How to Visit Your Professors

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Coming from high school, a teacher saying, “I’ll just be hanging out in my office during these times every week. Come stop by,” sounds like a joke. But once college academics hit you like a train, you’ll run to their office faster than you ran out of high school at the end of your last period. Do take advantage of free extra help from your professor and don’t make rookie office hours mistakes with these tips.

Do: Go early in the semester.

You’ll soon find that while syllabus week might be light on homework, it’s not light on other (social) obligations. Even with this hectic start to the semester, find some time to stop in to office hours as early as you can. The earlier you make it into office hours, the more likely your professor is to help you out when it all hits the fan later in the semester. Even professor will tell you this is important, but very few students will actually listen, meaning you’ll definitely make an impression if you do.

Do: Prepare questions in advance.

If you walk into office hours with nothing but a feeble, “Help,” your professor won’t be able to do anything but shrug. You have to know what you don’t know so they know how to help you. Luckily, opening that huge, expensive textbook is an easy step to narrowing down your confusion from the whole book to hopefully just a few pages or paragraphs.

Do: Prepare to be the first person there or else prepare to wait.

Among all of the other ways finals week turns students into caffeine-rattled barbarians, students before an exam lose all sense of the line between persistence in contacting a professor and stalking. If your professor’s office hours start at 10:30 on Tuesday, make sure to be there at 10:20 at least lined up outside his door. You might feel overeager or even creepy, but someone will definitely be even more overeager and creepy and they’ll get their questions answered first.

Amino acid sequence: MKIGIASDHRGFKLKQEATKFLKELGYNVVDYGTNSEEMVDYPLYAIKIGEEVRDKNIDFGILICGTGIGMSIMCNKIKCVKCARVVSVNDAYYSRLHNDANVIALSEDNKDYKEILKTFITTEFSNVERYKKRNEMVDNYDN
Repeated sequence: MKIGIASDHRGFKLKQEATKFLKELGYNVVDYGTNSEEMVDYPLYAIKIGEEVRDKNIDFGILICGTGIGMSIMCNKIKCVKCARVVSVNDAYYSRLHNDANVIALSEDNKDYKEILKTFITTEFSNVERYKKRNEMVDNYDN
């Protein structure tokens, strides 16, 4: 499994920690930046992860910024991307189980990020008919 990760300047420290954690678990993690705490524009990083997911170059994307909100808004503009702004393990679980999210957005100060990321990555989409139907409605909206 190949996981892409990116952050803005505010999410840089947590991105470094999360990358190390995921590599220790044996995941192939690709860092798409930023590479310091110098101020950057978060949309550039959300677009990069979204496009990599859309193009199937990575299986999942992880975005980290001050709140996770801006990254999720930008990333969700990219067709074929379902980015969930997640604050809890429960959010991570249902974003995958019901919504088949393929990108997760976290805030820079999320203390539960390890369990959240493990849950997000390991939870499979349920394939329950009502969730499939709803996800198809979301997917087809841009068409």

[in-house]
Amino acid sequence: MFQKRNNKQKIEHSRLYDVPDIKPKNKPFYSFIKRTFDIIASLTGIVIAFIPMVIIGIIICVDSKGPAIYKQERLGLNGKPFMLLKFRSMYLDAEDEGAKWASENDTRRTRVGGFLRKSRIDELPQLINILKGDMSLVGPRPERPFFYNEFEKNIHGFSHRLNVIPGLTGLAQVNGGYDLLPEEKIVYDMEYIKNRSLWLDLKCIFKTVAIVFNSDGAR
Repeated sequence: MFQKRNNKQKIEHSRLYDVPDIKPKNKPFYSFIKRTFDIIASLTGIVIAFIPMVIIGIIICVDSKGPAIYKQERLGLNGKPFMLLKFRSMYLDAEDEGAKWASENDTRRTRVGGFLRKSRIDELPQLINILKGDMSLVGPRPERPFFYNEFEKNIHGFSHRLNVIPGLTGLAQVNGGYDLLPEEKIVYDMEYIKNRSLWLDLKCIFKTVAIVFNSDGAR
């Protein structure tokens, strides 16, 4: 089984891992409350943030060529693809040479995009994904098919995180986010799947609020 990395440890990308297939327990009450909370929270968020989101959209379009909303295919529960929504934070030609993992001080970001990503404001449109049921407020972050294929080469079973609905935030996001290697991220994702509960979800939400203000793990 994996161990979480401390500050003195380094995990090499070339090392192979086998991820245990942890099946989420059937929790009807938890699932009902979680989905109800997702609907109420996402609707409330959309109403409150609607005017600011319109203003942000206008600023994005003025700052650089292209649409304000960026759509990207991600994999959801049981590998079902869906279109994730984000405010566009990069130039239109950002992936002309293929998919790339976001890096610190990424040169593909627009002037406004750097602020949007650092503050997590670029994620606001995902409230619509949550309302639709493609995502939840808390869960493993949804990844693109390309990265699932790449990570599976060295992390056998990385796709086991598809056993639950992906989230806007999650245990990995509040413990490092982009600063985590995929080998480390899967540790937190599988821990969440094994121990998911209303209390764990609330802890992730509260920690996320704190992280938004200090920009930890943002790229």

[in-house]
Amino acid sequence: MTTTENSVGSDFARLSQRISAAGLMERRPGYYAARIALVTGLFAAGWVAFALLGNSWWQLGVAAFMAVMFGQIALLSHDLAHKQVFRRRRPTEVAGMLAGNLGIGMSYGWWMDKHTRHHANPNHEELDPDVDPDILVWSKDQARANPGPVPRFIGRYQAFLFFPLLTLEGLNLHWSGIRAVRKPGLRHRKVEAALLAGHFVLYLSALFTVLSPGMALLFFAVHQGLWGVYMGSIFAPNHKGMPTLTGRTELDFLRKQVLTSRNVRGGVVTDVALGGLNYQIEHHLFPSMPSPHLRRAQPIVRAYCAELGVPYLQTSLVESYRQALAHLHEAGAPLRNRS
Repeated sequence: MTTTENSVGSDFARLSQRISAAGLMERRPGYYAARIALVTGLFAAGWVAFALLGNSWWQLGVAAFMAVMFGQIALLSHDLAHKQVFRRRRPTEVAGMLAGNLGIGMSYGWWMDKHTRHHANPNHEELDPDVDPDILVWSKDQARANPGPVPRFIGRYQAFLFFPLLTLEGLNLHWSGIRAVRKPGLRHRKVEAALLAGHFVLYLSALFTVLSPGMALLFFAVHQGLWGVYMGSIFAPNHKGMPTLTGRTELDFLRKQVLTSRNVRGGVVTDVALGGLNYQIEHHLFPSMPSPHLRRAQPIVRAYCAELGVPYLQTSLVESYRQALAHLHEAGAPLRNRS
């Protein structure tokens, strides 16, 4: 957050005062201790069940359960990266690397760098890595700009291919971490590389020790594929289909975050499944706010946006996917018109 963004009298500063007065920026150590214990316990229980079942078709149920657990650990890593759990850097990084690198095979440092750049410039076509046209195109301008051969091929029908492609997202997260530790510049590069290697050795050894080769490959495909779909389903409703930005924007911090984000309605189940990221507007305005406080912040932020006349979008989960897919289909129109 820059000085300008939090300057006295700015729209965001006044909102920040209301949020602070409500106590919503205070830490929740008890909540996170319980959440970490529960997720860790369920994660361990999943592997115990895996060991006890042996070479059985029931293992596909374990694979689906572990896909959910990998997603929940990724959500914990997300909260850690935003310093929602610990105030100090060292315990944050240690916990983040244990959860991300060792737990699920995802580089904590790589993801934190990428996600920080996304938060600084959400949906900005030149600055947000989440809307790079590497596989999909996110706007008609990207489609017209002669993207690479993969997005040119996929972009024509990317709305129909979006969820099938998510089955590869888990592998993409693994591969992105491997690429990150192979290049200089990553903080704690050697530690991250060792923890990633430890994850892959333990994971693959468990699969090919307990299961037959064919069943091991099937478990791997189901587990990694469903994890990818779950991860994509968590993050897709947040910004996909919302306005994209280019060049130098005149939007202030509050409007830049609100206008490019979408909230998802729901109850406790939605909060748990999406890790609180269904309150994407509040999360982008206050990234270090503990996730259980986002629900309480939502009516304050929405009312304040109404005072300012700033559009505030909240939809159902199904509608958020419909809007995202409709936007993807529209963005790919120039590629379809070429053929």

Don’t: Overstay your welcome.

Remember all those people waiting outside his door like you did? Don’t make them wait all day. Don’t waste your professor’s time either; part of the reason for preparing your questions in advance is also to save time for yourself, your classmates and your professor. Accomplish what you can on your own and get answers over email if possible to use your office hours time wisely.

Don’t: Be embarrassed.

Almost every college student you ask will tell you they’ve cried in office hours or have gotten their questions turned away by a professor with a blunt, “It’s in the textbook” or “It’s in the syllabus.” Professors have seen it all too. It’s better to be embarrassed while getting help than being embarrassed to show your parents your grades at the end of the semester.

Don’t: Suck up.

You might think that because you can BS your reading responses in class when you’ve never cracked the textbook that your professors will also miss your BS in office hours. You would be wrong. Professors can sniff out a brownnoser even from the back row of a lecture hall. There’s a difference between agreeing with and discussing one of their points from class and making an obscure reference to their favorite book that they added to their likes on Facebook three years ago.